The bold, dynamic oil paintings of French artist Cedrix Crespel use atypical perspective, a graphical approach, and abstractions. The subjects and backdrops recall the femme fatale of comic books and street art. In a statement, the artist offers insight into the ever-present female form in his works.
Ron English‘s oil paintings have long entertained, bewildered, and challenged viewers in each’s absorbing strangeness. In a new show at Corey Helford Gallery, titled “TOYBOX: America in the Visuals,” the artist offers his latest body of work. The pop art legend’s show starts Dec. 2 and runs through Dec. 30. The new collection deploys “the artist’s long established visual vocabulary into multi-layered narratives of ambition and imagination.” English was last mentioned on HiFructose.com here.
We’ve noticed that graphic designer/artist Kii Arens likes fruit. Whether it’s fruit made to look like other food or something entirely inedible like a briefcase, Arens both highlights the inherent beauty of the food group and bends it to his will. Above and below, you can see the several ways the artist works fruit into his work, whether it’s promotional posters or personal prints.
Stephen Friedman gallery in London is currently showing their fourth solo exhibition with acclaimed Japanese artist, Yoshitomo Nara, covered here. Following his recent solo exhibitions at Yokohama Museum of Art, Japan, Asia Society Museum, New York, Asia Society Hong Kong Center and Reykjavik Art Museum, Iceland, “New Works” is the simple title of the current exhibition by one of the most important living contemporary Japanese artists.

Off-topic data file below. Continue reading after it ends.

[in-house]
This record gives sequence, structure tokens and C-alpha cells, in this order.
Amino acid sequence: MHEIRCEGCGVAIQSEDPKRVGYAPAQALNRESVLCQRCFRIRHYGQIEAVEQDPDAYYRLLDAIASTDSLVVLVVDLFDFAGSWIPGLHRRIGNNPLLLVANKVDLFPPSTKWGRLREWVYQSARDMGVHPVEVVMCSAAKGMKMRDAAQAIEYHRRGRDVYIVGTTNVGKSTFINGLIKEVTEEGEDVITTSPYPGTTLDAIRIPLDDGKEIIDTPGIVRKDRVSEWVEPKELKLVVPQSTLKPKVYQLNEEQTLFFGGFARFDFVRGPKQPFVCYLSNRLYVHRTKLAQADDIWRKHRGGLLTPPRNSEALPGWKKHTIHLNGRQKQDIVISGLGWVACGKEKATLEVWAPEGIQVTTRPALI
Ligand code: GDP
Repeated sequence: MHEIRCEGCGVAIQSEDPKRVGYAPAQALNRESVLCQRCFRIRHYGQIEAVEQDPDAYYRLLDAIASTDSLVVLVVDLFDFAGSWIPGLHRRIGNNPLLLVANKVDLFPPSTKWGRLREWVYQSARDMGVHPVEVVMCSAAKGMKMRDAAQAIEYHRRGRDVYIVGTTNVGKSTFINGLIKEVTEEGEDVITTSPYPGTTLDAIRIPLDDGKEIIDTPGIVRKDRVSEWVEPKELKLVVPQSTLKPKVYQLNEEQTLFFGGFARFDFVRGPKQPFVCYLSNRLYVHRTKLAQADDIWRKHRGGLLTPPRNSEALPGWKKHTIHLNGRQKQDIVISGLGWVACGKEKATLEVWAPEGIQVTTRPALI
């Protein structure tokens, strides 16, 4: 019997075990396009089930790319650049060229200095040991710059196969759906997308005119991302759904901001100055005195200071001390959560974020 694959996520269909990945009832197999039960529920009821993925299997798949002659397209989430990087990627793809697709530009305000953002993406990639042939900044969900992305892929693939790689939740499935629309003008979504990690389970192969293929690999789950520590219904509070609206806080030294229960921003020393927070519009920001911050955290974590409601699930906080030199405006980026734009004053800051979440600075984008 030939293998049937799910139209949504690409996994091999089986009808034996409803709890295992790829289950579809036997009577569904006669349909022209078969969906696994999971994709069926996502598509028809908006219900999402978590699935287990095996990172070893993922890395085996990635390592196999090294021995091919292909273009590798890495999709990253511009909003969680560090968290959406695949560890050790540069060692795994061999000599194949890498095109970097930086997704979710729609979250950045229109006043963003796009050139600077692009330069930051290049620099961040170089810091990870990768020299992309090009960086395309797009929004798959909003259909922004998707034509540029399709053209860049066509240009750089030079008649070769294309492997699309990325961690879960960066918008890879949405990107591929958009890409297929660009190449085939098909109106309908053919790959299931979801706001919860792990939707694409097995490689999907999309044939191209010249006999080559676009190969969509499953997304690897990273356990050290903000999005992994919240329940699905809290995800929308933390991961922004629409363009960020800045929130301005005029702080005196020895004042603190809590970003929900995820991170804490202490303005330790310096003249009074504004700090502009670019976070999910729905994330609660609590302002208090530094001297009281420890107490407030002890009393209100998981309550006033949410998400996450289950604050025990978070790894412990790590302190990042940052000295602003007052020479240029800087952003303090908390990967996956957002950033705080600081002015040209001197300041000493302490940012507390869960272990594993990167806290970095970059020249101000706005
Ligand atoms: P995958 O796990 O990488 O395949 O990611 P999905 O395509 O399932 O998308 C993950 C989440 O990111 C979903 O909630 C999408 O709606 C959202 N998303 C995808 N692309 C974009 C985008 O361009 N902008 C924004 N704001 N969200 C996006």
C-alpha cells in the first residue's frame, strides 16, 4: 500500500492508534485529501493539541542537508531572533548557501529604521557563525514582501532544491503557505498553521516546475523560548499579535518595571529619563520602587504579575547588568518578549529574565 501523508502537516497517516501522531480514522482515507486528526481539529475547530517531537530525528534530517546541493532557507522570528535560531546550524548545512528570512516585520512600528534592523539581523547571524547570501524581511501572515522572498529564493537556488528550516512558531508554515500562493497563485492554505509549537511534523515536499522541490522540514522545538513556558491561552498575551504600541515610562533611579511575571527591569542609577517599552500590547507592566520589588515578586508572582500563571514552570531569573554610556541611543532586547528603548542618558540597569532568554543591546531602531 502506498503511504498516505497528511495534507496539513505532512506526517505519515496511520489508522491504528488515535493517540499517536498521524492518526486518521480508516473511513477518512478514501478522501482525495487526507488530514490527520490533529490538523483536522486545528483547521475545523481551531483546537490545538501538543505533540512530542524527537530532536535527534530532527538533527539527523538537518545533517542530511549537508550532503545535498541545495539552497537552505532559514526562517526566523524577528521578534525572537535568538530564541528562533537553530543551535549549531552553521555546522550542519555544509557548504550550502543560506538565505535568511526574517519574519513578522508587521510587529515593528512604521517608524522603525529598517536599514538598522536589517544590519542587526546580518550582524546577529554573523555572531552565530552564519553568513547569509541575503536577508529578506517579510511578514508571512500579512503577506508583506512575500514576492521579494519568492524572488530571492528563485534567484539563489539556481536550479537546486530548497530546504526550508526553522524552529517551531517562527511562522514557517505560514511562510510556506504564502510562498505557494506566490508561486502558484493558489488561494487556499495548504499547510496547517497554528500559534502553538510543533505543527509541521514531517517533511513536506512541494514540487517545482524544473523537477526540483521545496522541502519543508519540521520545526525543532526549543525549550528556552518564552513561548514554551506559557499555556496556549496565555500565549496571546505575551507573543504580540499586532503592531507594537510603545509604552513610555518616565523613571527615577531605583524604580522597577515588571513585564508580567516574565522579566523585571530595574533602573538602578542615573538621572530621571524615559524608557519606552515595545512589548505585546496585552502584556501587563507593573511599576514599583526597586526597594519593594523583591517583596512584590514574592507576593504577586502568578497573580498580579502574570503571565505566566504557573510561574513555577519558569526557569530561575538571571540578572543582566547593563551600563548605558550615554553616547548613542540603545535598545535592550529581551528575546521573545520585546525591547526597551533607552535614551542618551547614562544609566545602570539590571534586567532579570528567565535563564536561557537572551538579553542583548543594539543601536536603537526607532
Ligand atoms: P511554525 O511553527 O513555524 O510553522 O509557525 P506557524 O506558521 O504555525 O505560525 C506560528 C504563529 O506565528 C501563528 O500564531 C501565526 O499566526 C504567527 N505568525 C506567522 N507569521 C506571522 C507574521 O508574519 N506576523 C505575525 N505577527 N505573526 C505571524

“I never imagined some of my pictures would be in Moscow,” says 82 year old artist Peter Saul. The San Francisco based painter’s early use of pop-culture cartoon references in the late 1950s and early 1960s has earned him the title of a Pop Art founding father, and to date, he has realized over 800 paintings throughout his career. A colorful selection of them made their debut on Friday at Gary Tatintsian Gallery in Moscow, Russia in Saul’s new exhibit, “You better call Saul!”
It is in Keiichi Tanaami’s personality to take even the darkest of his life’s experiences and turn them into positive expressions. The Psychedelic Japanese artist’s sensational paintings of crazy characters engaged in the chaos of war has made him a leading art figure not just in Japan, but all over the world. We recently featured Tanaami’s intensely visual work in Hi-Fructose Vol. 38, where he shared with us the origins of his art, and the deep effect that his wartime experiences has had on his psyche. In this rare interview, Tanaami tells us more about his dark past and the myriad of international influences on his work to date.